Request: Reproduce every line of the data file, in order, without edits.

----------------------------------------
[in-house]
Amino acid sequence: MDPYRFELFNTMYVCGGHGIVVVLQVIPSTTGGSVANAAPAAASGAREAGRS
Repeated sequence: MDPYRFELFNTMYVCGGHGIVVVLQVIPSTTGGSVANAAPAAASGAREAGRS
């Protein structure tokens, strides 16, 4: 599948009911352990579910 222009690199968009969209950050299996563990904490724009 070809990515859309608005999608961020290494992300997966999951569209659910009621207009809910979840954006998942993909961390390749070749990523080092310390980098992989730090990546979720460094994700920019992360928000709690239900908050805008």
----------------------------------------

[in-house]
Amino acid sequence: MDPYRFELFNTMYVCGGHGIVVVLQVIPSTTGGSVANAAPAAASGAREAGRS
Repeated sequence: MDPYRFELFNTMYVCGGHGIVVVLQVIPSTTGGSVANAAPAAASGAREAGRS
């Protein structure tokens, strides 16, 4: 599948009911352990579910 222009690199968009969209950050299996563990904490724009 070809990515859309608005999608961020290494992300997966999951569209659910009621207009809910979840954006998942993909961390390749070749990523080092310390980098992989730090990546979720460094994700920019992360928000709690239900908050805008």